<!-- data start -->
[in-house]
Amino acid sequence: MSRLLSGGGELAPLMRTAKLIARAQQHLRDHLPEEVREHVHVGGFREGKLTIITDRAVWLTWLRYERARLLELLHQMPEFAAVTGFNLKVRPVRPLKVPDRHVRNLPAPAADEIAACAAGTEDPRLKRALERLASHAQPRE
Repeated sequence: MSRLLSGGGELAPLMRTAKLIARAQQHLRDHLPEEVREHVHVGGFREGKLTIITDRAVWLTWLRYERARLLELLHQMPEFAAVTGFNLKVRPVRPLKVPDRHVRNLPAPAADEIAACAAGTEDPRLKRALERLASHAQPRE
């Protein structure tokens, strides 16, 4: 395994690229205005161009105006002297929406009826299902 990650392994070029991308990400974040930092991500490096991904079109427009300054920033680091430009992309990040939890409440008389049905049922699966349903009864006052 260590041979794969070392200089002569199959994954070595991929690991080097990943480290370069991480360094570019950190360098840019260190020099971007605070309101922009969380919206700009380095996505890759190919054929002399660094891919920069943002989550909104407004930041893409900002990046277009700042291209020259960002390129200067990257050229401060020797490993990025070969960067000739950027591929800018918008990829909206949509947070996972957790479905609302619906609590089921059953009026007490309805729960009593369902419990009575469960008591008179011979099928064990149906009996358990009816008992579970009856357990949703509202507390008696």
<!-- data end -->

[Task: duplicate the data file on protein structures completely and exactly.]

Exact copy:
[in-house]
Amino acid sequence: MSRLLSGGGELAPLMRTAKLIARAQQHLRDHLPEEVREHVHVGGFREGKLTIITDRAVWLTWLRYERARLLELLHQMPEFAAVTGFNLKVRPVRPLKVPDRHVRNLPAPAADEIAACAAGTEDPRLKRALERLASHAQPRE
Repeated sequence: MSRLLSGGGELAPLMRTAKLIARAQQHLRDHLPEEVREHVHVGGFREGKLTIITDRAVWLTWLRYERARLLELLHQMPEFAAVTGFNLKVRPVRPLKVPDRHVRNLPAPAADEIAACAAGTEDPRLKRALERLASHAQPRE
């Protein structure tokens, strides 16, 4: 395994690229205005161009105006002297929406009826299902 990650392994070029991308990400974040930092991500490096991904079109427009300054920033680091430009992309990040939890409440008389049905049922699966349903009864006052 260590041979794969070392200089002569199959994954070595991929690991080097990943480290370069991480360094570019950190360098840019260190020099971007605070309101922009969380919206700009380095996505890759190919054929002399660094891919920069943002989550909104407004930041893409900002990046277009700042291209020259960002390129200067990257050229401060020797490993990025070969960067000739950027591929800018918008990829909206949509947070996972957790479905609302619906609590089921059953009026007490309805729960009593369902419990009575469960008591008179011979099928064990149906009996358990009816008992579970009856357990949703509202507390008696």